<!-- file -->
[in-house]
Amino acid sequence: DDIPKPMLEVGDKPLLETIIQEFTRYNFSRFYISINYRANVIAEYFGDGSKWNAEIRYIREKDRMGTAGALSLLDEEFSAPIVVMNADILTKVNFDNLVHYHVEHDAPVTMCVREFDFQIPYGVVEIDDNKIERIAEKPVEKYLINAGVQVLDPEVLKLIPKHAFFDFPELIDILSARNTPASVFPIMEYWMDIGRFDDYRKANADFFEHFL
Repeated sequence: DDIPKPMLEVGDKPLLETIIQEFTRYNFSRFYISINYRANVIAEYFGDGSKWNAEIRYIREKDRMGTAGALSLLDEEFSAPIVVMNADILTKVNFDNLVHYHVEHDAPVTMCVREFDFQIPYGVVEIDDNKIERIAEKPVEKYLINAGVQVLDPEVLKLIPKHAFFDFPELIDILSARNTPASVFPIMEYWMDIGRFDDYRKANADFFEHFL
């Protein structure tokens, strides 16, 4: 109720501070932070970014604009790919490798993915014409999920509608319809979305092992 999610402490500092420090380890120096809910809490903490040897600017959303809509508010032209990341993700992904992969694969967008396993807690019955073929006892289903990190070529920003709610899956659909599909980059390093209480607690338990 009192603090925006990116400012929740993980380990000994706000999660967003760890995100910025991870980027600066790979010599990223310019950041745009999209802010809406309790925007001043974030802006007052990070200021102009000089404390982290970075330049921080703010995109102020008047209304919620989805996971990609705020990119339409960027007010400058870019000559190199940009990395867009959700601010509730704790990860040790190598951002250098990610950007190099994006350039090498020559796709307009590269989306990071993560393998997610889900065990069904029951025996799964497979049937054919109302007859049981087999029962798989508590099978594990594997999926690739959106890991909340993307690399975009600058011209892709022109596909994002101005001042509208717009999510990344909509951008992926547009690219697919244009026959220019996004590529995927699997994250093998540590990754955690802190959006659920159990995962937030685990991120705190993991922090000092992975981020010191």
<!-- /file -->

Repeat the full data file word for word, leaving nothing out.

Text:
[in-house]
Amino acid sequence: DDIPKPMLEVGDKPLLETIIQEFTRYNFSRFYISINYRANVIAEYFGDGSKWNAEIRYIREKDRMGTAGALSLLDEEFSAPIVVMNADILTKVNFDNLVHYHVEHDAPVTMCVREFDFQIPYGVVEIDDNKIERIAEKPVEKYLINAGVQVLDPEVLKLIPKHAFFDFPELIDILSARNTPASVFPIMEYWMDIGRFDDYRKANADFFEHFL
Repeated sequence: DDIPKPMLEVGDKPLLETIIQEFTRYNFSRFYISINYRANVIAEYFGDGSKWNAEIRYIREKDRMGTAGALSLLDEEFSAPIVVMNADILTKVNFDNLVHYHVEHDAPVTMCVREFDFQIPYGVVEIDDNKIERIAEKPVEKYLINAGVQVLDPEVLKLIPKHAFFDFPELIDILSARNTPASVFPIMEYWMDIGRFDDYRKANADFFEHFL
């Protein structure tokens, strides 16, 4: 109720501070932070970014604009790919490798993915014409999920509608319809979305092992 999610402490500092420090380890120096809910809490903490040897600017959303809509508010032209990341993700992904992969694969967008396993807690019955073929006892289903990190070529920003709610899956659909599909980059390093209480607690338990 009192603090925006990116400012929740993980380990000994706000999660967003760890995100910025991870980027600066790979010599990223310019950041745009999209802010809406309790925007001043974030802006007052990070200021102009000089404390982290970075330049921080703010995109102020008047209304919620989805996971990609705020990119339409960027007010400058870019000559190199940009990395867009959700601010509730704790990860040790190598951002250098990610950007190099994006350039090498020559796709307009590269989306990071993560393998997610889900065990069904029951025996799964497979049937054919109302007859049981087999029962798989508590099978594990594997999926690739959106890991909340993307690399975009600058011209892709022109596909994002101005001042509208717009999510990344909509951008992926547009690219697919244009026959220019996004590529995927699997994250093998540590990754955690802190959006659920159990995962937030685990991120705190993991922090000092992975981020010191």